An allergen is something that triggers an allergy. When a person with allergic rhinitis breathes in an allergen such as pollen, mold, animal dander, or dust, the body releases chemicals that cause allergy symptoms.
Hay fever involves an allergic reaction to pollen.
Plants that cause hay fever are trees, grasses, and weeds. Their pollen is carried by the wind. (Flower pollen is carried by insects and does not cause hay fever.) Types of plants that cause hay fever vary from person to person and from area to area.
The amount of pollen in the air can affect whether hay fever symptoms develop or not.
- Hot, dry, windy days are more likely to have a lot of pollen in the air.
- On cool, damp, rainy days, most pollen is washed to the ground.
Hay fever and allergies often run in families. If both of your parents have hay fever or other allergies, you are likely to have hay fever and allergies, too. The chance is higher if your mother has allergies.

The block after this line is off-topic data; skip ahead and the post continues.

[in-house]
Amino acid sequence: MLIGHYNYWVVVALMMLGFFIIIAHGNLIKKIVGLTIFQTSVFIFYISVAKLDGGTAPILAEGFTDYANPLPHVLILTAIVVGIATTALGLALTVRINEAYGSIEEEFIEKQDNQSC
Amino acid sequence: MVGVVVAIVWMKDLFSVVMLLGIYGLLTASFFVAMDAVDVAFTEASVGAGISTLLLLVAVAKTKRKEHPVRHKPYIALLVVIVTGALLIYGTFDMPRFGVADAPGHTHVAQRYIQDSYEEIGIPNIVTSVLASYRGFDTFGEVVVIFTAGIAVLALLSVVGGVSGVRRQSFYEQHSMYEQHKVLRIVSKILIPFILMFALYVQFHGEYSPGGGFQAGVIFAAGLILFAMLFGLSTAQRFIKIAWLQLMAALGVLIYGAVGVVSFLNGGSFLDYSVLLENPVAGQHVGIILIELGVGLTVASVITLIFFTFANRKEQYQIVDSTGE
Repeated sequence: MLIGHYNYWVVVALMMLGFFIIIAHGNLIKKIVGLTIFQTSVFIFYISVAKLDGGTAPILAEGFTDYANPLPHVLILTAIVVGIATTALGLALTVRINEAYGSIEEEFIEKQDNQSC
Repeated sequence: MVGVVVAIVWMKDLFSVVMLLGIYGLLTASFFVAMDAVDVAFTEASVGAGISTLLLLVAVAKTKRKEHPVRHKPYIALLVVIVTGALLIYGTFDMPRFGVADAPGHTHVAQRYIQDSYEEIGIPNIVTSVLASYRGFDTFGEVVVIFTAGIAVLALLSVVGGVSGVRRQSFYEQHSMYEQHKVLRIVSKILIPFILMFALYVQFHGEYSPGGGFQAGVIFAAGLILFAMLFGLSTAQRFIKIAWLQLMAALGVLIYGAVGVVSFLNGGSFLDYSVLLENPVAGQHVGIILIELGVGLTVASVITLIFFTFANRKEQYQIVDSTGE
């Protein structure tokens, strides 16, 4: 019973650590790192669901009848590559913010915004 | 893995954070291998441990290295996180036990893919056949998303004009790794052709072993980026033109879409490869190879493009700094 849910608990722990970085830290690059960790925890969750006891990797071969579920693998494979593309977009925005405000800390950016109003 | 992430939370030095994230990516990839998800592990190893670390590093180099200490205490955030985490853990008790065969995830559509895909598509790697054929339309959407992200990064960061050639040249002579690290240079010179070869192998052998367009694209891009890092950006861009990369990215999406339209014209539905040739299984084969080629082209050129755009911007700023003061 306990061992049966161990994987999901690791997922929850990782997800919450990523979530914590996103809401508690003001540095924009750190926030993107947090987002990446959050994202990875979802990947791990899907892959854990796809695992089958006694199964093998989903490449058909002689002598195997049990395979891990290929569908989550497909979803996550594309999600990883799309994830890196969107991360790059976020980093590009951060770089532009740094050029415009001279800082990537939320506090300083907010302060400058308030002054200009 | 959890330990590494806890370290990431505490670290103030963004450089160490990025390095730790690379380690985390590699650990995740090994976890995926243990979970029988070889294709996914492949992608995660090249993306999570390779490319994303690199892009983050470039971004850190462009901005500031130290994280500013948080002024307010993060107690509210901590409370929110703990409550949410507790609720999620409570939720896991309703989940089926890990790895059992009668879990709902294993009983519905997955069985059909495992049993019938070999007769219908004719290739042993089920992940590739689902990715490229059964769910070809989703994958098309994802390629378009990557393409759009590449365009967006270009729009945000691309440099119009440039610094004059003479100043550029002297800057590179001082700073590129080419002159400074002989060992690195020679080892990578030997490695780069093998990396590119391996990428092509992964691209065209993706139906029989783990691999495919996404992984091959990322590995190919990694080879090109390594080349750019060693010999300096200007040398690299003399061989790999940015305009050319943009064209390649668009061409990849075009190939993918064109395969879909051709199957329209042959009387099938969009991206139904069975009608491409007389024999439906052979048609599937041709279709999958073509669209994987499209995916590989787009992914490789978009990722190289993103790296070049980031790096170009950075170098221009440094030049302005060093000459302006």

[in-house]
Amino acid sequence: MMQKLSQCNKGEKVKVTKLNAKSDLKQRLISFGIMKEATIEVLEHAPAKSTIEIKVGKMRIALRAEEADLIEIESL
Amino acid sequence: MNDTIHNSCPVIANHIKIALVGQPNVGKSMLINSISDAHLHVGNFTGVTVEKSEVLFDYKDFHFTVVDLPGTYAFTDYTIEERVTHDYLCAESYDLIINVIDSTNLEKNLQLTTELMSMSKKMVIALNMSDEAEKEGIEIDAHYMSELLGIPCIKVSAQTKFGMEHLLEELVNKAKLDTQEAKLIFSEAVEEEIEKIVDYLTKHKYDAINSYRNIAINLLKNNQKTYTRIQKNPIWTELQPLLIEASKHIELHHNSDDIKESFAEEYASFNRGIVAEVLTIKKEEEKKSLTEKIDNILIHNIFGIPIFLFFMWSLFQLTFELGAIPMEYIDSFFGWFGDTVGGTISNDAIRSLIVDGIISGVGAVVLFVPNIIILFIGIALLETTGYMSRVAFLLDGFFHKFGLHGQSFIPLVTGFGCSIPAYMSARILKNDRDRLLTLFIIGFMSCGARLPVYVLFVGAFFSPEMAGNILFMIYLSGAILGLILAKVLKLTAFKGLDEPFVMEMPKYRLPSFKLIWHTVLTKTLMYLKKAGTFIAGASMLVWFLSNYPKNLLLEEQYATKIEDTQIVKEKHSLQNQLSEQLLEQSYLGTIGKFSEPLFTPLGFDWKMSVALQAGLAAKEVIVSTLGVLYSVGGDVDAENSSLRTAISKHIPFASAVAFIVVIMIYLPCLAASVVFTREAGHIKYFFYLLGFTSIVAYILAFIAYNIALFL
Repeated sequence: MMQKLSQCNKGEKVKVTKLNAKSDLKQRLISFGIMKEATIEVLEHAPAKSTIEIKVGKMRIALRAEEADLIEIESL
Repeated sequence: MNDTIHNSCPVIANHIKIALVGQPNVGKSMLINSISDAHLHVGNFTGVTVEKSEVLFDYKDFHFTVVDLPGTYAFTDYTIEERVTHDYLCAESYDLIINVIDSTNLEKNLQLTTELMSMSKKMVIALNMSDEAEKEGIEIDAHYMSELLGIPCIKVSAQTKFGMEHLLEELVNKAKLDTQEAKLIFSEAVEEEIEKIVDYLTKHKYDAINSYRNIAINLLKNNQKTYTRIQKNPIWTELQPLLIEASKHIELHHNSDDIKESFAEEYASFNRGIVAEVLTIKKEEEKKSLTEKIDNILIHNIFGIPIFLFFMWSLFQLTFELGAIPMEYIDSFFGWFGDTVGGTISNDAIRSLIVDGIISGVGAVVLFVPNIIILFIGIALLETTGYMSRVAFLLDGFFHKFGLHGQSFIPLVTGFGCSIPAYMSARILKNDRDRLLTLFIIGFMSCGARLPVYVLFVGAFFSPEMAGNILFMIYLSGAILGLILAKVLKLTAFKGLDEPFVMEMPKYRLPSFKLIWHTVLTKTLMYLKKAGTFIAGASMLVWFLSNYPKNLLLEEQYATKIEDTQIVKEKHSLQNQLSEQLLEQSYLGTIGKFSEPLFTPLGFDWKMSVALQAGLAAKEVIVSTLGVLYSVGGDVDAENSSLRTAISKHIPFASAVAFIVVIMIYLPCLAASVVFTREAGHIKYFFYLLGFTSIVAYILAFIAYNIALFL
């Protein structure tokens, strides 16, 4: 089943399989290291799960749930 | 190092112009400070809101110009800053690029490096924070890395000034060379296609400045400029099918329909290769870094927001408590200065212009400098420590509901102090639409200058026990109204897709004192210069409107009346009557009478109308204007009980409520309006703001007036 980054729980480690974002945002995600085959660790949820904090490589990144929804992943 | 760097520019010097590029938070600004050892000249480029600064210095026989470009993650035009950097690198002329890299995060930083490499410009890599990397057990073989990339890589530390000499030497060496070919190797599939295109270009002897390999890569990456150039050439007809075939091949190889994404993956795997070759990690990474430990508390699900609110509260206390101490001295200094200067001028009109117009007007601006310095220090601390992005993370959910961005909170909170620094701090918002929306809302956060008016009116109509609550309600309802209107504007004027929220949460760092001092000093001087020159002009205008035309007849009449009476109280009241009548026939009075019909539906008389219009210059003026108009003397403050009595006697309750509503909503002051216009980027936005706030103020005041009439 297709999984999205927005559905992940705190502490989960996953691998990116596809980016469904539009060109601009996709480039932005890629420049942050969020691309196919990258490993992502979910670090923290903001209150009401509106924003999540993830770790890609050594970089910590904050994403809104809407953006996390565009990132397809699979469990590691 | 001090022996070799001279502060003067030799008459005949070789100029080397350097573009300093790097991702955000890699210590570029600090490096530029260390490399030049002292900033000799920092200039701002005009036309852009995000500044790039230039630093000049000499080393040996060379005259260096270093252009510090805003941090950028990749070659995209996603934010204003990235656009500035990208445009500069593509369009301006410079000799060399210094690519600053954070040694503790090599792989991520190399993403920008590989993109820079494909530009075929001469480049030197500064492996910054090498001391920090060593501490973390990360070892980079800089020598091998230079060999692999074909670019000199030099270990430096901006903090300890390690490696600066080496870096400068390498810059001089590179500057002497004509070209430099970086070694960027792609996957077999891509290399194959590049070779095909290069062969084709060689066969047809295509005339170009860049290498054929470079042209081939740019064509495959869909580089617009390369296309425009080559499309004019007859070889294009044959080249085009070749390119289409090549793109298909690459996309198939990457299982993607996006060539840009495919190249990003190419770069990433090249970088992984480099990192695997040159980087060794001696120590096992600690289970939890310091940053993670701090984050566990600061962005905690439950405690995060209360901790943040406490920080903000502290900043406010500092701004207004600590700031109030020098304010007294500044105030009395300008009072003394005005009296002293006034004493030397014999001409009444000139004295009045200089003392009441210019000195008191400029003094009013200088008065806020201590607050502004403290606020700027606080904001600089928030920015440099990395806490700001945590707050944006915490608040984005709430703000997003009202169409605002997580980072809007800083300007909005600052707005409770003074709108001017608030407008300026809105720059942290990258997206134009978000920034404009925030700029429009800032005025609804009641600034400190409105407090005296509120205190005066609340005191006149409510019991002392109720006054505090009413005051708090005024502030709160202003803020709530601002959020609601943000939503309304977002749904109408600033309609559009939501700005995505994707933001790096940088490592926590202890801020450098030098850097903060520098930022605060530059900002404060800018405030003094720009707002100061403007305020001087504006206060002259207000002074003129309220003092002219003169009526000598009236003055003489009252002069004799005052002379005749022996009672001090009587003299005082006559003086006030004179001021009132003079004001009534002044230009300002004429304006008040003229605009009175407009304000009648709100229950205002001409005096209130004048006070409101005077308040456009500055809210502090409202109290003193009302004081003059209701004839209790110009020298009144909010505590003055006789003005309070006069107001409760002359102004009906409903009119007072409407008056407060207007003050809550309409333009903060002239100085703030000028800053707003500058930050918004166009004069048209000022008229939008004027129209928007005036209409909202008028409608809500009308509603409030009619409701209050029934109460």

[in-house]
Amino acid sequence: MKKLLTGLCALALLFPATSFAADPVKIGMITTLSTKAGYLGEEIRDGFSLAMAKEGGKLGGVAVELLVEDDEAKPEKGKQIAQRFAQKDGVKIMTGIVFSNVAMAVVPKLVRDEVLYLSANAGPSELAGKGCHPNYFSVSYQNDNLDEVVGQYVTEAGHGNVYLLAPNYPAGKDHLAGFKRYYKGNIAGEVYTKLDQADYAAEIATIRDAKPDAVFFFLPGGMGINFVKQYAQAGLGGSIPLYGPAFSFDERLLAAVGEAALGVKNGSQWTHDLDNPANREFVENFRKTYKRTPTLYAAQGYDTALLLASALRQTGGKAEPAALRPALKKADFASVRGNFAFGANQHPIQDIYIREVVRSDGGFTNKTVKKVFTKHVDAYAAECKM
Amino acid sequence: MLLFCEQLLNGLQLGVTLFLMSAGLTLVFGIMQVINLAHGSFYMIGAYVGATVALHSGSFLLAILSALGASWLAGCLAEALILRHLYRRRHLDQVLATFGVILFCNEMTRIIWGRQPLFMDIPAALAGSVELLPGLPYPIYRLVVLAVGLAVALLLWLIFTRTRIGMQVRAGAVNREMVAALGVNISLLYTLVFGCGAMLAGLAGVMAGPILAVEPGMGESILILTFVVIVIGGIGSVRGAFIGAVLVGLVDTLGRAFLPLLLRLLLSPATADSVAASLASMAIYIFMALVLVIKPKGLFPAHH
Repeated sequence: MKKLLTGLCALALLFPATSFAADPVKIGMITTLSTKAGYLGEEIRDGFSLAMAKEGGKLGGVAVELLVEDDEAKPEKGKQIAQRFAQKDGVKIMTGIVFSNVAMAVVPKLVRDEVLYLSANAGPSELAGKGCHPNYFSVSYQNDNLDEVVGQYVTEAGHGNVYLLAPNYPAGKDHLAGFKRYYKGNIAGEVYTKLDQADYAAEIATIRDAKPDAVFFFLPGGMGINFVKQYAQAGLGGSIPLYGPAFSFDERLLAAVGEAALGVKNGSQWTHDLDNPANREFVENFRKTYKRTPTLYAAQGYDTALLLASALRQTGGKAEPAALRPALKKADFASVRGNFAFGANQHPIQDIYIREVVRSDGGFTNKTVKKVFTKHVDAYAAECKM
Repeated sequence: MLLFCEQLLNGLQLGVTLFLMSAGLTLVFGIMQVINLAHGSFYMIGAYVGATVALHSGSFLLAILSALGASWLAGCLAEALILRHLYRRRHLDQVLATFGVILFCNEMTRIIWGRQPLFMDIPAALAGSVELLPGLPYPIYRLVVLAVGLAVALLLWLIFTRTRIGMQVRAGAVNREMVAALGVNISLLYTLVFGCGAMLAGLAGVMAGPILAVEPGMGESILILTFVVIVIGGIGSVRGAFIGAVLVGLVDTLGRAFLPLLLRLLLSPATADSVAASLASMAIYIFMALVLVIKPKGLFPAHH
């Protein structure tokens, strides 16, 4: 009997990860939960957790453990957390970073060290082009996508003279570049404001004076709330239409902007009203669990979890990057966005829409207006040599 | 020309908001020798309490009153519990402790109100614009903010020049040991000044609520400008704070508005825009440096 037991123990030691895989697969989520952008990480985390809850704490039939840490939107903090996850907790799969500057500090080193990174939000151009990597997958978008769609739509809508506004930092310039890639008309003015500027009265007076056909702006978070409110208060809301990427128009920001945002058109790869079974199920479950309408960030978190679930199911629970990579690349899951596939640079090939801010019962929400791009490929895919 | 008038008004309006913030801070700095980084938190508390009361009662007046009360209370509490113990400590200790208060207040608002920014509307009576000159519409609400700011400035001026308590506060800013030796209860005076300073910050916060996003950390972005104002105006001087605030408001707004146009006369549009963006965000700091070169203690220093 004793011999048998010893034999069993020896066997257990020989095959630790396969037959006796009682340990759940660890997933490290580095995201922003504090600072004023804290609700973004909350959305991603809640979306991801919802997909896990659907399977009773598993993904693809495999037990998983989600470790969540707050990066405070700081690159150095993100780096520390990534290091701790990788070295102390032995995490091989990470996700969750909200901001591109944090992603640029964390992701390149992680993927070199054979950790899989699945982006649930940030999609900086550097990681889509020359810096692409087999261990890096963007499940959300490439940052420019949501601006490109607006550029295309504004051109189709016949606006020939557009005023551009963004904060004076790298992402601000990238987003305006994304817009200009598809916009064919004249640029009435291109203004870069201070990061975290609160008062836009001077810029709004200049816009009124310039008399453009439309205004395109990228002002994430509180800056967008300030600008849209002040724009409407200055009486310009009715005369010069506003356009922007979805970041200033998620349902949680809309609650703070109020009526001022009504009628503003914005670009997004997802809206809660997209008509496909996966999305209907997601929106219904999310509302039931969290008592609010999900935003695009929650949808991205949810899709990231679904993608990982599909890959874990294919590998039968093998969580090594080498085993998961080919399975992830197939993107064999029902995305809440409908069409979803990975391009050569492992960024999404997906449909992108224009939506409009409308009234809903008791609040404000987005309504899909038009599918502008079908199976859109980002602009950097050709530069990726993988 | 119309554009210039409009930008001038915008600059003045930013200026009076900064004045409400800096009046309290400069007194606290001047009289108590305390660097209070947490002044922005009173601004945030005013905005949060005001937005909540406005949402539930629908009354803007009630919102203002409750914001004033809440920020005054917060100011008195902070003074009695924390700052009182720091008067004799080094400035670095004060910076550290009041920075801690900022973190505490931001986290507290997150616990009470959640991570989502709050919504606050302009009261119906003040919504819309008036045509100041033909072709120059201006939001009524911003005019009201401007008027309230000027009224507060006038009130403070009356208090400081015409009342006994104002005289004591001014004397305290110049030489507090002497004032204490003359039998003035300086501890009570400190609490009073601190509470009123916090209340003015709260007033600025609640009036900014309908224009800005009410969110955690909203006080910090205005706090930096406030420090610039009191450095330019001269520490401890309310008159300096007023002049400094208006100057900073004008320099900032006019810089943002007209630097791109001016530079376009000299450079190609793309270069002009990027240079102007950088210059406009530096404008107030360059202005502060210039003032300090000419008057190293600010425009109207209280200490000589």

For some people, spring is the most beautiful time of the year. Flowers bloom, trees green up, and warmer weather finally lets them leave their winter cocoon. Yet for others, spring is a misery of sneezing, runny eyes, and itching from all the pollen in the air. These symptoms are known as hay fever, or allergic rhinitis. You get allergic rhinitis from breathing in something you're allergic to. It could be pollen from the trees or grass, dust you stir up with your broom, or your cat's fur. The substance you're allergic to is called an allergen. If you have allergies, there's a good chance you inherited them from your parents. Allergic rhinitis is often passed down through families, especially the mother. If you have allergic rhinitis, you may sneeze and have a runny nose, teary eyes, and itchiness on your face or other parts of your body. You may also cough, have a headache, lose some of your sense of smell, and feel generally, out of it. Allergy testing can figure out what it is you're allergic to. The most common test puts a small amount of different allergens under your skin, to see if the area swells up and turns red. That's called a skin test. Or, your doctor may look for certain allergy-related substances in your blood. So, what can you do to treat your allergies? The obvious way to deal with allergies is to avoid whatever causes them. Stay indoors with the air conditioning on days when pollen counts are high, keep your house clean of dust, and give your cat to a good friend if you can't be around her without sneezing. To clear out clogged sinuses, you can use a nasal wash that you either buy at your local drugstore, or make a wash by mixing a cup of warm water with a half-teaspoon of salt and a pinch of baking powder. You can also relieve your symptoms with antihistamines like Claritin and Zyrtec, which block the chemical in your body that causes the allergic reaction. Decongestants may relieve nasal congestion, and steroid drugs bring down swelling in the nose. Your doctor may recommend allergy shots to get your body used to the substance so it doesn't make you sneeze. Don't ignore allergy symptoms and just hope they go away. Most of the time they won't. Although some people do outgrow their allergies, most of the time nasal allergies will stick with you for life. Call your doctor if your allergy symptoms are bothering you, or the treatment you're using isn't working.